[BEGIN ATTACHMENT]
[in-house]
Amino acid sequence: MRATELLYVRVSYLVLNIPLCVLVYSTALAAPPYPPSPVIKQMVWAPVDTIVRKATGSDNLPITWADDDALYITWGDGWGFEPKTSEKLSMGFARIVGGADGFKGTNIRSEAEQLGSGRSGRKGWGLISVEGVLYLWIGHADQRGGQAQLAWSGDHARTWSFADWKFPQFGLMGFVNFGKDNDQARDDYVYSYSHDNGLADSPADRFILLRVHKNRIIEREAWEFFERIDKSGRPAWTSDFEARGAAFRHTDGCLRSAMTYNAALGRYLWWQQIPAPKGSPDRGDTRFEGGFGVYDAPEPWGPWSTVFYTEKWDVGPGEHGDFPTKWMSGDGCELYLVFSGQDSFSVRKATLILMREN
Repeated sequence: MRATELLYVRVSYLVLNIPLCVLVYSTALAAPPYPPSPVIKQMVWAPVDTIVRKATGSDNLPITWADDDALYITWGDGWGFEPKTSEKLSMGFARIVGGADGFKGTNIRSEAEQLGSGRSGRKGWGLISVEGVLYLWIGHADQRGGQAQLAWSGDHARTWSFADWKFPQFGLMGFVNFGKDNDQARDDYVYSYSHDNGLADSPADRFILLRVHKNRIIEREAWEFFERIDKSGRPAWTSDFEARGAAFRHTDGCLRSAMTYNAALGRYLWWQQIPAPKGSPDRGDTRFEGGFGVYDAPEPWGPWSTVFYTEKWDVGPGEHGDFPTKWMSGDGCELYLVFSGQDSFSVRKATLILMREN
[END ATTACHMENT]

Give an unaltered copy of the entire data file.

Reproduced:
[in-house]
Amino acid sequence: MRATELLYVRVSYLVLNIPLCVLVYSTALAAPPYPPSPVIKQMVWAPVDTIVRKATGSDNLPITWADDDALYITWGDGWGFEPKTSEKLSMGFARIVGGADGFKGTNIRSEAEQLGSGRSGRKGWGLISVEGVLYLWIGHADQRGGQAQLAWSGDHARTWSFADWKFPQFGLMGFVNFGKDNDQARDDYVYSYSHDNGLADSPADRFILLRVHKNRIIEREAWEFFERIDKSGRPAWTSDFEARGAAFRHTDGCLRSAMTYNAALGRYLWWQQIPAPKGSPDRGDTRFEGGFGVYDAPEPWGPWSTVFYTEKWDVGPGEHGDFPTKWMSGDGCELYLVFSGQDSFSVRKATLILMREN
Repeated sequence: MRATELLYVRVSYLVLNIPLCVLVYSTALAAPPYPPSPVIKQMVWAPVDTIVRKATGSDNLPITWADDDALYITWGDGWGFEPKTSEKLSMGFARIVGGADGFKGTNIRSEAEQLGSGRSGRKGWGLISVEGVLYLWIGHADQRGGQAQLAWSGDHARTWSFADWKFPQFGLMGFVNFGKDNDQARDDYVYSYSHDNGLADSPADRFILLRVHKNRIIEREAWEFFERIDKSGRPAWTSDFEARGAAFRHTDGCLRSAMTYNAALGRYLWWQQIPAPKGSPDRGDTRFEGGFGVYDAPEPWGPWSTVFYTEKWDVGPGEHGDFPTKWMSGDGCELYLVFSGQDSFSVRKATLILMREN